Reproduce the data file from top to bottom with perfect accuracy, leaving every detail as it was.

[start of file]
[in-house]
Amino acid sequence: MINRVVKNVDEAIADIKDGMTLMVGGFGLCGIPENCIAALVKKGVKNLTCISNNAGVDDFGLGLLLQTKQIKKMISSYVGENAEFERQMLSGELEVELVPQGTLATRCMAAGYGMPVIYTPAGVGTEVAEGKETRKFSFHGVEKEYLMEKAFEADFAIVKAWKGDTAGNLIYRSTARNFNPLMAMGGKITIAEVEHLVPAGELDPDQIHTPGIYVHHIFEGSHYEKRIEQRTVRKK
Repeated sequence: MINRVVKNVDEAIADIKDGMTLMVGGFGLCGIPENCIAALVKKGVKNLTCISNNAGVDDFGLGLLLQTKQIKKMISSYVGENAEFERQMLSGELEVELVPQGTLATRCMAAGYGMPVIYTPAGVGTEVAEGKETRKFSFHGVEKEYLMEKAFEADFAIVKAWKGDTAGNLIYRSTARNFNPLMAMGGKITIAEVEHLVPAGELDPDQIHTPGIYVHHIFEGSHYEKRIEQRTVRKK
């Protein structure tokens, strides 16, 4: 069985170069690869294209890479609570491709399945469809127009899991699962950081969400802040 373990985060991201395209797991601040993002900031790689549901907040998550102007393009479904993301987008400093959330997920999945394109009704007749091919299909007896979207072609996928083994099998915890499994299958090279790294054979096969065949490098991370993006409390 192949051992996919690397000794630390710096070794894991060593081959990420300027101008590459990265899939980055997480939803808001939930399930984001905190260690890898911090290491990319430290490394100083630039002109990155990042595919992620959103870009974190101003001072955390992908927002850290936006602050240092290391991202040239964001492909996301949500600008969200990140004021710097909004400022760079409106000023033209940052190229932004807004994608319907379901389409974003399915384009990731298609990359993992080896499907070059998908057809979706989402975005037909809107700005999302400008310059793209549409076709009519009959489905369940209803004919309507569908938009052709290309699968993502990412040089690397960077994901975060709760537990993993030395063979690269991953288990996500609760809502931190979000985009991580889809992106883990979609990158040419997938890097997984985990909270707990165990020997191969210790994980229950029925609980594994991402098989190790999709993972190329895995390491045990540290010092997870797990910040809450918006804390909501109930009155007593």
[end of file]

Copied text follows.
[in-house]
Amino acid sequence: MINRVVKNVDEAIADIKDGMTLMVGGFGLCGIPENCIAALVKKGVKNLTCISNNAGVDDFGLGLLLQTKQIKKMISSYVGENAEFERQMLSGELEVELVPQGTLATRCMAAGYGMPVIYTPAGVGTEVAEGKETRKFSFHGVEKEYLMEKAFEADFAIVKAWKGDTAGNLIYRSTARNFNPLMAMGGKITIAEVEHLVPAGELDPDQIHTPGIYVHHIFEGSHYEKRIEQRTVRKK
Repeated sequence: MINRVVKNVDEAIADIKDGMTLMVGGFGLCGIPENCIAALVKKGVKNLTCISNNAGVDDFGLGLLLQTKQIKKMISSYVGENAEFERQMLSGELEVELVPQGTLATRCMAAGYGMPVIYTPAGVGTEVAEGKETRKFSFHGVEKEYLMEKAFEADFAIVKAWKGDTAGNLIYRSTARNFNPLMAMGGKITIAEVEHLVPAGELDPDQIHTPGIYVHHIFEGSHYEKRIEQRTVRKK
């Protein structure tokens, strides 16, 4: 069985170069690869294209890479609570491709399945469809127009899991699962950081969400802040 373990985060991201395209797991601040993002900031790689549901907040998550102007393009479904993301987008400093959330997920999945394109009704007749091919299909007896979207072609996928083994099998915890499994299958090279790294054979096969065949490098991370993006409390 192949051992996919690397000794630390710096070794894991060593081959990420300027101008590459990265899939980055997480939803808001939930399930984001905190260690890898911090290491990319430290490394100083630039002109990155990042595919992620959103870009974190101003001072955390992908927002850290936006602050240092290391991202040239964001492909996301949500600008969200990140004021710097909004400022760079409106000023033209940052190229932004807004994608319907379901389409974003399915384009990731298609990359993992080896499907070059998908057809979706989402975005037909809107700005999302400008310059793209549409076709009519009959489905369940209803004919309507569908938009052709290309699968993502990412040089690397960077994901975060709760537990993993030395063979690269991953288990996500609760809502931190979000985009991580889809992106883990979609990158040419997938890097997984985990909270707990165990020997191969210790994980229950029925609980594994991402098989190790999709993972190329895995390491045990540290010092997870797990910040809450918006804390909501109930009155007593």